Hand-wringing is the exercise du jour at Bank of America (BOA) and JPMorgan Chase thanks to a group of bank customers filing a class action lawsuit which claims the two banking giants sold the personal information customers gave as a part of acquiring a credit card.
And, as most consumers know, when you jump through the hoops of a credit card application, there’s virtually no personal data that’s kept out of the loop. Names, addresses, Social Security numbers, addresses, credit history, and bank accounts all come into play.
The capper on the banks’ personal data practice in this situation is that the credit card holders have to continue to provide this information to the financial institutions as long as they use their credit cards, according to the lawsuit.
“Plaintiffs’ [personal financial information] is valuable to Defendants,” contends the plaintiffs.
“They regularly enter into agreements with third parties to provide this [PFI: personal financial information] in exchange for money and other financial benefit. Under these agreements, Defendants have profited greatly from the sale of Plaintiffs’ PFI to third parties.”
The plaintiffs feel that their personal profile is of value to the banks and that the banks have profited off that data without the user’s permission without sharing part of that profit with the credit card holder.
“Plaintiffs have a property interest in their own PFI regardless of what Defendants may do to or with it once Defendants have it in their possession, however it may be de-identified and/or aggregated for sale,” alleges the suit.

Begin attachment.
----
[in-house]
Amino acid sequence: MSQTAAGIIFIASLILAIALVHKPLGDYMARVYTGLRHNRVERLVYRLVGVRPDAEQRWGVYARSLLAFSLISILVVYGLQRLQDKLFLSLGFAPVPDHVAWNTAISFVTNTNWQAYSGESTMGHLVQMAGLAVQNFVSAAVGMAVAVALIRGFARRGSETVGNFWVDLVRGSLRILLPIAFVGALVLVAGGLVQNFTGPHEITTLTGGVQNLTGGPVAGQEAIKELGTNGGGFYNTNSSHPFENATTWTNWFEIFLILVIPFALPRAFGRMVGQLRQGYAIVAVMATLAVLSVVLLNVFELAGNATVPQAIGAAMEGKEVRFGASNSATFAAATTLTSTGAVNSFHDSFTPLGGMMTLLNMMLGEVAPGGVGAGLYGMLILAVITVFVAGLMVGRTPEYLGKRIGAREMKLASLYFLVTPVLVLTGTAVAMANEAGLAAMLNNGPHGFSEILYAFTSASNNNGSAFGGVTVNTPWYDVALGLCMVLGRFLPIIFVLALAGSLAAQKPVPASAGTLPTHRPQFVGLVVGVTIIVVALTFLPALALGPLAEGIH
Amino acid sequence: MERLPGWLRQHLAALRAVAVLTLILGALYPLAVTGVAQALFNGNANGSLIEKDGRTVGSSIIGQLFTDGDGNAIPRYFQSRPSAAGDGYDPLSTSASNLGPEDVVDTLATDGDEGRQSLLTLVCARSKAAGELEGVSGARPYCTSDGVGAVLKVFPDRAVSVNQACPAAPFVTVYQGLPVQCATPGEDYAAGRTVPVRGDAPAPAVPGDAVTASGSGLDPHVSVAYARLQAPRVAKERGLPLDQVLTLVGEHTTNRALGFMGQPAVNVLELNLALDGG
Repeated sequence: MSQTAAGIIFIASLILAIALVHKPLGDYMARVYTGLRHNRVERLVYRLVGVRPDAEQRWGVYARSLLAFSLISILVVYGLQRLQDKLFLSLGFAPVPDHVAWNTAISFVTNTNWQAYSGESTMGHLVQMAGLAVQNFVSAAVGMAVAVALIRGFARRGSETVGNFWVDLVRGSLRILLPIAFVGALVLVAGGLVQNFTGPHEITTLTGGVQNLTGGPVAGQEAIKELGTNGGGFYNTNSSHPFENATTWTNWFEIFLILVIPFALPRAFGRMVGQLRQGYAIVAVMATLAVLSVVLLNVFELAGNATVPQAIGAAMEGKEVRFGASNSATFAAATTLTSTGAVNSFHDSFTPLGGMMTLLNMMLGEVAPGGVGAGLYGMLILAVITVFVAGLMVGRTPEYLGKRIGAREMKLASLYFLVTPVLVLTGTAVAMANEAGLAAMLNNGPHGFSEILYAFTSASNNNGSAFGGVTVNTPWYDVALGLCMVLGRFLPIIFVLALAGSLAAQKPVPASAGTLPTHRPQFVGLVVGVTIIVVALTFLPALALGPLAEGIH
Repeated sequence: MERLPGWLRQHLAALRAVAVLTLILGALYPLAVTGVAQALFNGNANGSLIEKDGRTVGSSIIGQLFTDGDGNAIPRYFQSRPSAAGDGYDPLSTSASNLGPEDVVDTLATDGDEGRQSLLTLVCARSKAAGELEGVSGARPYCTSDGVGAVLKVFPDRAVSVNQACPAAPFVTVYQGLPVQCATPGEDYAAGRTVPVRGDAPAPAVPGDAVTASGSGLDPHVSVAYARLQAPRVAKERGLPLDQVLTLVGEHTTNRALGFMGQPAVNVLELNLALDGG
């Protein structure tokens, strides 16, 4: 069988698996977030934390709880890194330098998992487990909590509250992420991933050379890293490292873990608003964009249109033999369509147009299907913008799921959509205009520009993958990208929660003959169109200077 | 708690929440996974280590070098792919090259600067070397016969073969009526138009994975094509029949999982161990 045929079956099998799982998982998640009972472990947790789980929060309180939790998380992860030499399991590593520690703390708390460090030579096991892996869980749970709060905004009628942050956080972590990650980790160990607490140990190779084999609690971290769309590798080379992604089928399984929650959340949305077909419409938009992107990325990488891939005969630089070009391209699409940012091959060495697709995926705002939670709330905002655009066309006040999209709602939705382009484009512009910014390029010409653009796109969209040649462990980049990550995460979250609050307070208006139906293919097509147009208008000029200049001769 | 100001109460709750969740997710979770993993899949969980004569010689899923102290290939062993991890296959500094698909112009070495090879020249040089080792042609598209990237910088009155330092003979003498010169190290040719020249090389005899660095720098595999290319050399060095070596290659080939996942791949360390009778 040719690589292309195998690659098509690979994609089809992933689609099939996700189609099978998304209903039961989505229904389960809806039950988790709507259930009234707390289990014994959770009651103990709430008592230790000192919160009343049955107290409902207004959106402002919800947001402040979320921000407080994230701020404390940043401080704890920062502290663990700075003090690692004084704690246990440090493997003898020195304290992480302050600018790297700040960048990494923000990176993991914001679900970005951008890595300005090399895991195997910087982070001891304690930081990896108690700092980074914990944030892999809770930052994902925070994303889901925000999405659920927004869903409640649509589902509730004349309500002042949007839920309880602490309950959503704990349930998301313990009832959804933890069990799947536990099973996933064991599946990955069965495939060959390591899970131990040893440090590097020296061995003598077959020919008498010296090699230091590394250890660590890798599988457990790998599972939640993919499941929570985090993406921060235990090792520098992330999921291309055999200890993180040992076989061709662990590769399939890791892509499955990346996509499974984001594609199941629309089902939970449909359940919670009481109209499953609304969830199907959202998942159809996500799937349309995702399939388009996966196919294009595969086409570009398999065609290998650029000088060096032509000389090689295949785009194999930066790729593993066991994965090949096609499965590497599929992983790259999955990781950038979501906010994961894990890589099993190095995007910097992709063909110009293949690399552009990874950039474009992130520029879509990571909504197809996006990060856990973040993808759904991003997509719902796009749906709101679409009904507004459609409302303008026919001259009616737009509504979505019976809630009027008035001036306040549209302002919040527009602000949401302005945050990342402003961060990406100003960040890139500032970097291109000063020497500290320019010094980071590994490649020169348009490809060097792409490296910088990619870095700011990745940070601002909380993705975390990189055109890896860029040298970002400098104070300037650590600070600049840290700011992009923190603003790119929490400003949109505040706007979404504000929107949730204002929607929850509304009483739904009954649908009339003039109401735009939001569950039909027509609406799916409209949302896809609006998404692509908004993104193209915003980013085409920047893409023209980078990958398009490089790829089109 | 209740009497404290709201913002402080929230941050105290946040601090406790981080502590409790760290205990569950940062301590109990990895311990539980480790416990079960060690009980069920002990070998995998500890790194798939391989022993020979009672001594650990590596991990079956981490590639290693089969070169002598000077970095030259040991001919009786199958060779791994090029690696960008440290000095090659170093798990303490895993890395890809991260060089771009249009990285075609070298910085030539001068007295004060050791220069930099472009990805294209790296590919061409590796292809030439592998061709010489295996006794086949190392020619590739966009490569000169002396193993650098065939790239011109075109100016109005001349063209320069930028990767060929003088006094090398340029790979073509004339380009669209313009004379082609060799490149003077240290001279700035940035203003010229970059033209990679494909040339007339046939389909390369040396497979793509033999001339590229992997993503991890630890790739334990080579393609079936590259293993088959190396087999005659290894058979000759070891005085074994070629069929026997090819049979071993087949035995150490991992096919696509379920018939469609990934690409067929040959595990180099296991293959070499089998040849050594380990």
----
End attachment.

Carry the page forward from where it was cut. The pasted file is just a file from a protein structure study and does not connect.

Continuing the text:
Haven’t the banks learned their lesson yet?
JPMorgan Chase & Co. paid credit card customers $100 million as part of a class action lawsuit settlement, which resolved allegations that it improperly increased minimum payments as a means to generate higher fees, according to TopClassActions.
And, in an ironic twist of misuse of consumer data, JPMorgan Chase was fined $4.6 million in 2017 for not guaranteeing accuracy of consumer information.
Bank of America has also experienced its fair share of trips to the courthouse. Just last year, the bank paid $1.9 million to settle a consumer protection lawsuit alleging that it did not disclose that phone calls with consumers were being recorded.
BOA was also part of the largest civil fine in American history when it agreed to pay a $16 billion fine for mortgage fraud.